2.4. Phosphorylation at serine129 modulates α-synuclein protein-protein interaction
The C-terminal domain of α-synuclein (residues 96–140) is an acidic tail of 43AA residues, containing 10 Glu and 5 Asp residues. C-terminal truncations of α-Syn induce aggregation, suggesting that C-terminal modifications might be involved in the pathology of α-Syn . An interaction between the C-terminal domain and the NAC region of α-Syn is postulated to be responsible for the inhibition of α-Syn aggregation. Moreover, there are several studies on the interaction of α-Syn C-terminal tail with different proteins [86–91]. McFarland et al.  were the pioneers to address this using targeted functional proteomics . The authors showed that the non-phosphorylated α-Syn peptide primarily interacts with proteins related to the mitochondrial electron transport chain (ETC) (complex I, III, and IV proteins of the ETC) . It was hypothesized that changes in α-Syn phosphorylation could represent a response to biochemical events associated with PD pathogenesis. Among these, mitochondrial complex I dysfunction, oxidative stress, and proteasome dysfunction are processes that are known to be involved in synucleinopathies [93, 94]. The low levels of pSyn under physiological conditions as well as the absence of other phosphorylated residues such as pY39, pS87 and pY125 [26, 49, 50] suggest a faster degradation of this form under normal conditions. In fact, the phosphorylation status of α-Syn was recently correlated with clearance mechanisms [95, 96]. Another group Chau et al.  too reported that α-Syn phosphorylation at serine129 is toxic to DA cells and both the levels of serine129 phosphorylated protein as well as its toxicity are increased with proteosomal inhibition, emphasizing the interdependence of these pathways in PD pathogenesis.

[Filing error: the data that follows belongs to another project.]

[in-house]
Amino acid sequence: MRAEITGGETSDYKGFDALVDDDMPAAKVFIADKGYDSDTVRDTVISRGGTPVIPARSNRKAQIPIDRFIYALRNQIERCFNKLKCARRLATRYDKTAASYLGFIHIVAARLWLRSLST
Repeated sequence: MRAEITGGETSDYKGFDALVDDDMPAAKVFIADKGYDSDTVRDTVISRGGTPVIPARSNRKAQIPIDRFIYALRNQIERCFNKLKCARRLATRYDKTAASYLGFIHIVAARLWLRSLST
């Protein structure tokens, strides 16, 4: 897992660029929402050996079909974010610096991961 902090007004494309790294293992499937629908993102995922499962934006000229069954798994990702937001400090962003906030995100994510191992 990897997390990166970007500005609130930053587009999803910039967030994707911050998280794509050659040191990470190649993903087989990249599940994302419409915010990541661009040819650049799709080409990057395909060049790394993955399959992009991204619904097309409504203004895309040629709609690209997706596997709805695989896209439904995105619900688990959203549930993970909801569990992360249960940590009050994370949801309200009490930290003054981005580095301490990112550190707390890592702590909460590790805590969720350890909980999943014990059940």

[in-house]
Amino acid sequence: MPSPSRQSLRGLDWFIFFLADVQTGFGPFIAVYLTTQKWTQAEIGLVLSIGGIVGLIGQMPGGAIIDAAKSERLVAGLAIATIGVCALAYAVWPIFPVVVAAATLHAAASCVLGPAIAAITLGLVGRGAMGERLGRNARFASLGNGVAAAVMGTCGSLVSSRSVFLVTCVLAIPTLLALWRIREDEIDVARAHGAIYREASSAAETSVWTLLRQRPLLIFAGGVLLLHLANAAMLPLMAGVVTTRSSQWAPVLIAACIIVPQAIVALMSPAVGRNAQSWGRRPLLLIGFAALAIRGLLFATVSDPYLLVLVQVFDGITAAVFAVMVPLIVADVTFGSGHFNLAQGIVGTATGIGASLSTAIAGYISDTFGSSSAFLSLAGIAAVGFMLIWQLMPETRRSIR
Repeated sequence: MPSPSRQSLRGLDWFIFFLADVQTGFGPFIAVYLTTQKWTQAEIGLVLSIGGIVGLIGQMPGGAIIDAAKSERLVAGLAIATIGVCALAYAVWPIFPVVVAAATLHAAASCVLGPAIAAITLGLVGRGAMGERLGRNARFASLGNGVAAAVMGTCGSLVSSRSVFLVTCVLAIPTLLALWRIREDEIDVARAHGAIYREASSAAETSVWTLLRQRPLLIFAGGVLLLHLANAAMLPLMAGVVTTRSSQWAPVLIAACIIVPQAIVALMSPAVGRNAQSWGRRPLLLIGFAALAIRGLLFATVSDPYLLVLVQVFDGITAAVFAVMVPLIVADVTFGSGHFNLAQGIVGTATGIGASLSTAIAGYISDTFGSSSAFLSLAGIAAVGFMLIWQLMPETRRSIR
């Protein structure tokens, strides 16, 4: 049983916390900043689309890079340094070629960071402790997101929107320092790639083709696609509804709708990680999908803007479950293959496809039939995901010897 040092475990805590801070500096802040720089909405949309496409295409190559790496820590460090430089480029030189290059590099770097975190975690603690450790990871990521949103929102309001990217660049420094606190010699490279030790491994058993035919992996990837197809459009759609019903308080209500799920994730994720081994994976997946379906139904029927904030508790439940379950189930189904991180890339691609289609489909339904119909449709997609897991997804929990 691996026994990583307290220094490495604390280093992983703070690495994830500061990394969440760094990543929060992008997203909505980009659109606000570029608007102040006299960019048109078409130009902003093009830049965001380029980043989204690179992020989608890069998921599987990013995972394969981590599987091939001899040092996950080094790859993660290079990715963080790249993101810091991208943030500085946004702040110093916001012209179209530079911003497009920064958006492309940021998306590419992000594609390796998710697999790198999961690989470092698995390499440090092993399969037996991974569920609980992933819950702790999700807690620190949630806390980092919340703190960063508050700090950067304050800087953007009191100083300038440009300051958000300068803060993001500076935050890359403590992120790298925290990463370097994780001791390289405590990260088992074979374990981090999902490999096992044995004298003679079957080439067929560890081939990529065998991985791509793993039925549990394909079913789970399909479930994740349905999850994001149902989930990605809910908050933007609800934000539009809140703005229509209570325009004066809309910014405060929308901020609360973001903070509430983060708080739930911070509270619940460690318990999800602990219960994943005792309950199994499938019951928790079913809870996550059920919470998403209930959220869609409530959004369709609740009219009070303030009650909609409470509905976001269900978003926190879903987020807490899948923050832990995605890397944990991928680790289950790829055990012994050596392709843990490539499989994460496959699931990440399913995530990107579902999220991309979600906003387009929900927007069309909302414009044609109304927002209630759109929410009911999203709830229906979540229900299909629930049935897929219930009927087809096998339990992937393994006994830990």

However, the pSyn has a greater affinity for certain cytoskeletal and presynaptic proteins associated with synaptic transmission and vesicle trafficking . Yin et al.  showed that α-Syn interacts with the switch region of Rab8a, a small guanine nucleotide-binding protein, in a serine129 phosphorylation-dependent manner; thus implicating its role in coordinating vesicle trafficking. Hara et al.  reported that serine129 phosphorylation of membrane-associated α-Syn modulates dopamine transporter function in a G protein-coupled receptor kinase-dependent manner. These observations suggest that pSyn could serve as a molecular switch to control α-Syn interaction with different protein partners and therefore may modulate the function of DA neurons. However, further investigations are required to assess the impact and the physiological consequences of serine129 phosphorylation on α-Syn interaction with other proteins, such as SNARE proteins [35, 100], cytoskeletal proteins (i.e. tubulin) [55, 101] and other amyloidogenic proteins (i.e. tau) [19, 102]. Jensen et al.  have hypothesized that an interaction between α-Syn and tau could link synaptic vesicles with microtubules. Tau has been shown to co-localize and interact directly with the Src PTK family member, Fyn . It is hypothesized that tau could bring Src PTK family members such as Fyn into closer proximity to α-Syn, thereby enhancing the activity of these kinases for α-Syn. Samuel et al.  showed that the membrane binding of α-Syn monomers was differentially affected by phosphorylation depending on the PD-linked mutation. WT α-Syn binding to presynaptic membranes was not affected by phosphorylation, while A30P α-Syn binding was greatly increased and A53T α-Syn was marginally lower, implicating the distal effects of the carboxyl terminal on amino-terminal membrane binding. The un-phosphorylated form of serine129 associates mainly with mitochondrial electron transport proteins, while the phosphorylated form associates with cytoskeletal, vesicular trafficking proteins and enzymes involved in protein serine phosphorylation . Further work by Sugeno et al.  using α-Syn-over expressing cells exposed to a low dose of rotenone as an environmental toxin, showed that phosphorylation of α-Syn at serine129 promoted intracellular aggregate-formation and induced ER stress that was followed by mitochondrial damage and apoptosis.